Washington DC (TFC) — We live in a time where the fragile, finite nature of surrounding ecosystems has never been more apparent. That’s why environmentalists find the US Navy’s reputed disregard for marine life, in it’s endless rhyme of testing and training, beyond disturbing. Recently, a group found the Navy’s been given impunity to harm up to 12 million marine mammals, and asks military brass if it’s worth it.
West Coast Action Alliance, a multi-state, international citizen watchdog group, did a recent tally of the number of “takes” allowed to the US Navy. According to Truthout, a “take” is a form of harm to an animal ranging from harassment, to injury, to death. The data WCAA examined came directly from the Navy’s own Northwest Training & Testing EIS (Environmental Impact Statement), and authorizations to commit “takes”.
“The numbers are staggering”, proclaims Karen Sullivan, spokeswoman for WCAA and a former endangered species biologist. “When you realize the same individual animals can be harassed over and over”, she continues, “as they migrate to different areas, there is no mitigation that can make up for these losses except limiting the use of sonar and explosives where these animals are trying to live.”
Disturbingly, Truthout reports, these numbers are but conservative estimates, and don’t include dozens of other nearby military projects. Also, only marine mammals were counted, making impacts to fish, reptiles, invertebrates, and other life entirely unknown. Called “unprecedented” by WCAA, these numbers germinated as regional military activity, including testing and training, climbed hard.
According to Truthout, the Navy’s October 2015 EIS showed such things as a 778% increase in torpedo activity. A 1150% increase in drone flights, and 3500% increase in sonar buoy use. Sound, especially sonar sound, plays a central role in the destructive ramifications of naval activities.
Military sonar, like that used by the affected whale and dolphin populations, works by blasting sound through the water, thereafter gathering information on what’s ahead once the blast hits something and returns. Navy sonar is known to reach up to 235 decibels, far exceeding the human threshold before hearing damage of 85 decibels.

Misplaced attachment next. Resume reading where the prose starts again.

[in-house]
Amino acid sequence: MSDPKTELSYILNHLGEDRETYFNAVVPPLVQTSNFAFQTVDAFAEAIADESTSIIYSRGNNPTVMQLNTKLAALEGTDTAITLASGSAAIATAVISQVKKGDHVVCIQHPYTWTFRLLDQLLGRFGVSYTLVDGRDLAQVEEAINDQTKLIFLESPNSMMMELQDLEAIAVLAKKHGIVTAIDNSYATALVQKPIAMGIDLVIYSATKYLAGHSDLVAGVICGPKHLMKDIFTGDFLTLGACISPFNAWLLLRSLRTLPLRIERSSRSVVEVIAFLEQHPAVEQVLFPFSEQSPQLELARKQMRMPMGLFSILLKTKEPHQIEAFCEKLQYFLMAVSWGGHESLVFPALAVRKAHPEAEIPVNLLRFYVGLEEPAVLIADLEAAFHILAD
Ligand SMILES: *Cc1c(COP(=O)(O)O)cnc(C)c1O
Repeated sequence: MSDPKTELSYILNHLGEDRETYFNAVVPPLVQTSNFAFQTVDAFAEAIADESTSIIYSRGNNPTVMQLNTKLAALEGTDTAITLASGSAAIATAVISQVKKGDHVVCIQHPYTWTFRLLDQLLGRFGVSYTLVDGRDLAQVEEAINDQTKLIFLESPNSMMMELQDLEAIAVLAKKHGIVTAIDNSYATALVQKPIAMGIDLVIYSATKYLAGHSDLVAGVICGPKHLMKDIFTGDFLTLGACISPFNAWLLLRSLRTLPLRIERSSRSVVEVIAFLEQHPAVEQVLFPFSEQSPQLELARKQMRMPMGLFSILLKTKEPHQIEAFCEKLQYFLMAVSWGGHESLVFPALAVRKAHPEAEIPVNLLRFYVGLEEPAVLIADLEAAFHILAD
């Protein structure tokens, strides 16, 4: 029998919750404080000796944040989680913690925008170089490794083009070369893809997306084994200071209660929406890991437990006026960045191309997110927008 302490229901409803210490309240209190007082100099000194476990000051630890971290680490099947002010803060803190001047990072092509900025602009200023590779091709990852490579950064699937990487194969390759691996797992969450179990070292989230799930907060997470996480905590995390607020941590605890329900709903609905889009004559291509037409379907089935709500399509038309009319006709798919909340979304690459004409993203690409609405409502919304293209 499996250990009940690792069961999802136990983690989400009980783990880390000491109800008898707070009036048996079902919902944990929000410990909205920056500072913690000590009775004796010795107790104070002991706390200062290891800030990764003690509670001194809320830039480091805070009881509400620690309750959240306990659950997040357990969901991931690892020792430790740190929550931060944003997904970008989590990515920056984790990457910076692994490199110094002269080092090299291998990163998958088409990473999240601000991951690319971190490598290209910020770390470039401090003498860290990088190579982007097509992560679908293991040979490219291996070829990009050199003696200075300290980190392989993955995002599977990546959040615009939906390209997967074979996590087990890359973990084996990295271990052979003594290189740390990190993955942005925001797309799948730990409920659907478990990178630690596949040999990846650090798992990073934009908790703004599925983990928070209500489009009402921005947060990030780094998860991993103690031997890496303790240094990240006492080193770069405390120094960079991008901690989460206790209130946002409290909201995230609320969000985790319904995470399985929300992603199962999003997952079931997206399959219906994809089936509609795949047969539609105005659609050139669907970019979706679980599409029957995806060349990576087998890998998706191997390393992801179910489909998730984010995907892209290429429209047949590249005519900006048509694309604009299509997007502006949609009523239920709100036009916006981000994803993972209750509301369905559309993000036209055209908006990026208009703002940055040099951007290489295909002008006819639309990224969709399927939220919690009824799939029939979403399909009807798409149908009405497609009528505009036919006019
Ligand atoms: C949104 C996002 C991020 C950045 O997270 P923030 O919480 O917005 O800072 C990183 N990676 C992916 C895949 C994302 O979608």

Even at a distance of 300 miles, Truthout reports, sonar can reach 140 decibels, and anything above 140 vibrates internal organs and causes damage. A potential sonar weapon has been sought after by numerous governments, including the French who regarded it “a weapon to kill people.’
The Navy’s Growler fighter aircraft, used in exercises, is the loudest aircraft ever built. Growler fighter’s have been known to be as deafening as 115 decibels, while flying 1000 feet above human ears. All of these staggering audio levels are amplified underwater exponentially, making the pain felt by nearby sea mammals unimaginable. Twice a year, the Navy conducts ship sinking drills using 22 missiles, two “heavy weight” high explosive torpedos, and 80 “large caliber rounds”.
Emily Stolarcyk, program manager of the Eyak Preservation Council, says “with limited observation practiced, the navy’s activities have proved lethal to large marine species.” Navy spokespeople dismissed WCAA’s accusations, saying the numbers are inaccurate. However, WCAA argues that the navy excluded the full tally from its explanation, and just needed to use a calculator. While navy public relations officer Sheila Murray categorically denied any extensive environmental damage, an anonymous official was more telling. “The navy received merely a slap on the wrist”, the source said, “the public was never aware of the true nature of the takes or the violations.” “To what end”, asks Stolarcyk, “is maintaining military readiness to address obscure threats to national security worth defending the oceans to death?”